The 1955 United Kingdom general election was held on Thursday 26 May 1955, four years after the previous general election in 1951. It was a snap election: after Winston Churchill retired in April 1955, Anthony Eden took over and immediately called the election in order to gain a mandate for his government. It resulted in a majority of 60 seats for the government under new leader and Prime Minister Anthony Eden; the result remains the largest party share of the vote at a post-war general election. This was the first general election to be held with Elizabeth II as monarch. She had succeeded her father George VI a year after the previous election.
The 1959 United Kingdom general election was held on Thursday, 8 October 1959. It marked a third consecutive victory for the ruling Conservative Party, now led by Harold Macmillan. For the second time in a row, the Conservatives increased their overall majority in Parliament, this time to a landslide majority of 100 seats, having gained 20 seats for a return of 365. The Labour Party, led by Hugh Gaitskell, lost 19 seats and returned 258. The Liberal Party, led by Jo Grimond, again returned only six MPs to the House of Commons, but managed to increase its overall share of the vote to 5.9%, compared to just 2.7% four years earlier.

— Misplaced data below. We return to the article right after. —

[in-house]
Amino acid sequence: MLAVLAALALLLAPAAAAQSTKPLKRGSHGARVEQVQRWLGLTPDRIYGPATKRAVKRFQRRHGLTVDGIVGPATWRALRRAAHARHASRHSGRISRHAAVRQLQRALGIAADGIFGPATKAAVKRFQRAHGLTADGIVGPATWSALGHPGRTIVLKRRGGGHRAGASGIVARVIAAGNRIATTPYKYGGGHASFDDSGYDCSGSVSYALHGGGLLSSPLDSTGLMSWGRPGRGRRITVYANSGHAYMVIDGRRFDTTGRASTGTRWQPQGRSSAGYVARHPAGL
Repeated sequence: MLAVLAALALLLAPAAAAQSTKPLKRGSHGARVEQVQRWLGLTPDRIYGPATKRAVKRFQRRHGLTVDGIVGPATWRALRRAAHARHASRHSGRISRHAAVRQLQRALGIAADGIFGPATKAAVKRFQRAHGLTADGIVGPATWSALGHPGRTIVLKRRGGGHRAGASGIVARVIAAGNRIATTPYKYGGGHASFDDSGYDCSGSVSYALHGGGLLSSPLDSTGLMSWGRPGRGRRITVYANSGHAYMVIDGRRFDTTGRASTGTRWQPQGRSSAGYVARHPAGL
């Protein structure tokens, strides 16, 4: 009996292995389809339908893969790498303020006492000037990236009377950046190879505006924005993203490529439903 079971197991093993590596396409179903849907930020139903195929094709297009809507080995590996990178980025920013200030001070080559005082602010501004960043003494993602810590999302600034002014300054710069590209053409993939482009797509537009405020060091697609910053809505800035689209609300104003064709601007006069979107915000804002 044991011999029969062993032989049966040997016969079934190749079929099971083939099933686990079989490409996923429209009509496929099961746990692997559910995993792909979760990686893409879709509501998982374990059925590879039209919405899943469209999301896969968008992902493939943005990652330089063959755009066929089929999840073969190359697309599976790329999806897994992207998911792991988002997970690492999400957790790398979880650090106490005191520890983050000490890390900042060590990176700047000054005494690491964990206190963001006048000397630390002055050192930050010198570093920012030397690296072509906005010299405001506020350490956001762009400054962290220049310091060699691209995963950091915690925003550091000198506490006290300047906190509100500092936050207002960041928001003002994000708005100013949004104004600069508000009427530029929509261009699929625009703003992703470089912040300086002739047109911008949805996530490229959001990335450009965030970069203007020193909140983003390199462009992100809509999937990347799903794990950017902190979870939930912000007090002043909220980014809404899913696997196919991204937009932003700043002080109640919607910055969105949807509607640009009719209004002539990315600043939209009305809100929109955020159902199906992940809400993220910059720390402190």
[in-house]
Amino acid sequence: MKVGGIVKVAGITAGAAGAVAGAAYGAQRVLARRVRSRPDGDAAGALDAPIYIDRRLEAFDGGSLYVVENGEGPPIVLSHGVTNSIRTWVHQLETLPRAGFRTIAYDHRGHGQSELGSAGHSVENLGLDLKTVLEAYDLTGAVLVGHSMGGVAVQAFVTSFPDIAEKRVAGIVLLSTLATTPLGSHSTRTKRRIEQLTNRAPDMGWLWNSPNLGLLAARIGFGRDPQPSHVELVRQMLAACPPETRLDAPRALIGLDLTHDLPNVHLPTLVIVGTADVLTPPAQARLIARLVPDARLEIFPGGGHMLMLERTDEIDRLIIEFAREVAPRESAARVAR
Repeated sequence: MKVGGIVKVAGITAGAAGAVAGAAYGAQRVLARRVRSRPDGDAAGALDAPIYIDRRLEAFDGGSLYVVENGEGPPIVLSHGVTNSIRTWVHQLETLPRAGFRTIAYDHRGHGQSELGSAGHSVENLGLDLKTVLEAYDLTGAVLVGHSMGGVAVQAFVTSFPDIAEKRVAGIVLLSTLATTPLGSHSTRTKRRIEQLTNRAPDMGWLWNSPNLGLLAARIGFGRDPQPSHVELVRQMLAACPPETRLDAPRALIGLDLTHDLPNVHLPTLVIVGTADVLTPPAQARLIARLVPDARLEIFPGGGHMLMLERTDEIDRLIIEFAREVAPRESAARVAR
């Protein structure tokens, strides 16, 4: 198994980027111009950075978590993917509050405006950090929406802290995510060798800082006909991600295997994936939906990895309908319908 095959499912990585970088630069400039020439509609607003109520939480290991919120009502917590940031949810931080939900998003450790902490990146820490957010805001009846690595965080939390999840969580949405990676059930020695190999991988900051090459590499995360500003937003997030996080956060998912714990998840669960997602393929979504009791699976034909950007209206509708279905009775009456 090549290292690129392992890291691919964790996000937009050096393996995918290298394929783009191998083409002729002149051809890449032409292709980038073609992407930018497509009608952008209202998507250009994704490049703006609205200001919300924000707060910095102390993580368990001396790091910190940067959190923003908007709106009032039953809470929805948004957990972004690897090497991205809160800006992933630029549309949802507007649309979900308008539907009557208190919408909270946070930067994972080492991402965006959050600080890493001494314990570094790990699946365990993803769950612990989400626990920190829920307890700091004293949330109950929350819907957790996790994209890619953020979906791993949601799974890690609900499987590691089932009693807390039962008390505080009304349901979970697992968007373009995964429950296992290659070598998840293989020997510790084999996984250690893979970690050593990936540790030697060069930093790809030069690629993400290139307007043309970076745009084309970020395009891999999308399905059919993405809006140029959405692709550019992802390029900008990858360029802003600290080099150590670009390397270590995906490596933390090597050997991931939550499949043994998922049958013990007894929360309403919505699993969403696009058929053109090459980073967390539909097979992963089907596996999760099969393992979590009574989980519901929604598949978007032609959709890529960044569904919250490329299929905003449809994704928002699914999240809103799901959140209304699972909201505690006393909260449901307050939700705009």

The 1935 United Kingdom general election was held on Thursday 14 November 1935 and resulted in a large, albeit reduced, majority for the National Government now led by Stanley Baldwin of the Conservative Party. The greatest number of members, as before, were Conservatives, while the National Liberal vote held steady. The much smaller National Labour vote also held steady but the resurgence in the main Labour vote caused over a third of their MPs, including National Labour leader Ramsay MacDonald, to lose their seats.
The 1931 United Kingdom general election was held on Tuesday 27 October 1931 and saw a landslide election victory for the National Government which had been formed two months previously after the collapse of the second Labour government. Collectively, the parties forming the National Government won 67% of the votes and 554 seats out of 615. The bulk of the National Government's support came from the Conservative Party, and the Conservatives won 470 seats. The Labour Party suffered its greatest defeat, losing four out of every five seats compared with the previous election, including the seat of its leader Arthur Henderson. Ivor Bulmer-Thomas said the results "were the most astonishing in the history of the British party system". It is the most recent election in which one party received an absolute majority of the votes cast, and the last UK general election not to take place on a Thursday. It would be the last election until 1997 in which a party won over 400 seats in the House of Commons.